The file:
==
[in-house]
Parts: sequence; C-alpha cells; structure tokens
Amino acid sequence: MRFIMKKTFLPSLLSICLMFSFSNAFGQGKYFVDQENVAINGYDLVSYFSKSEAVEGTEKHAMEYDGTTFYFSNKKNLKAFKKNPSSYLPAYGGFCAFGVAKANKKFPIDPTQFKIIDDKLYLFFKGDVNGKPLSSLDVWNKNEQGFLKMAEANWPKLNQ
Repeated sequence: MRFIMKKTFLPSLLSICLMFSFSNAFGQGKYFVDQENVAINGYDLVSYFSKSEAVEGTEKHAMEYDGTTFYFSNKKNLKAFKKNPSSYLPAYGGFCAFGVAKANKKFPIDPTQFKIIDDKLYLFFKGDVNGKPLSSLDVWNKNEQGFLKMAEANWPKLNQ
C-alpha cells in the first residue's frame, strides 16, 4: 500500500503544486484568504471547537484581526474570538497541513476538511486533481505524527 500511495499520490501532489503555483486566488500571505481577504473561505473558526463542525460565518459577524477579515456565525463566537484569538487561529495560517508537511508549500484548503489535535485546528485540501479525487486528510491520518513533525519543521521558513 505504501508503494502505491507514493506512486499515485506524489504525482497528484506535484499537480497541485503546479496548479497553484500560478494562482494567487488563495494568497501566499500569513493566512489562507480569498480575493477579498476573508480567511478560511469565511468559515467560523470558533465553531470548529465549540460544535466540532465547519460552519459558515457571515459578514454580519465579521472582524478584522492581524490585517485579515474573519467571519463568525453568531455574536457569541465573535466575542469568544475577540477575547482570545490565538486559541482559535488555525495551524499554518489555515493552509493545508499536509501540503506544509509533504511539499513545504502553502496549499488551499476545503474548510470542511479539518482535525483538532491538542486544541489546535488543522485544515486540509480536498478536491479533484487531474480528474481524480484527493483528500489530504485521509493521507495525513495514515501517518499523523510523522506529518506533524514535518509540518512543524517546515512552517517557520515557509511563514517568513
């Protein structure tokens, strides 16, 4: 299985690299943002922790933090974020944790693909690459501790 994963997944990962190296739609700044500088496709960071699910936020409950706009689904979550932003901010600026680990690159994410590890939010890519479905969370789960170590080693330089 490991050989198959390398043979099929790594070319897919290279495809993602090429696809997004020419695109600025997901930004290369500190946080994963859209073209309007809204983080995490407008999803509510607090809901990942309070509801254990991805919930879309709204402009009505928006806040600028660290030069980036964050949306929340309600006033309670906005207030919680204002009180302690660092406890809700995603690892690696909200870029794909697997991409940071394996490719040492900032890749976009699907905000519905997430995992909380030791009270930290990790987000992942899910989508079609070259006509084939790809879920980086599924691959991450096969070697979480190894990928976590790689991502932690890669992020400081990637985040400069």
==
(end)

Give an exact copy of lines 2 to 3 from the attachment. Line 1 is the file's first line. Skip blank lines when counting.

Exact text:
Parts: sequence; C-alpha cells; structure tokens
Amino acid sequence: MRFIMKKTFLPSLLSICLMFSFSNAFGQGKYFVDQENVAINGYDLVSYFSKSEAVEGTEKHAMEYDGTTFYFSNKKNLKAFKKNPSSYLPAYGGFCAFGVAKANKKFPIDPTQFKIIDDKLYLFFKGDVNGKPLSSLDVWNKNEQGFLKMAEANWPKLNQ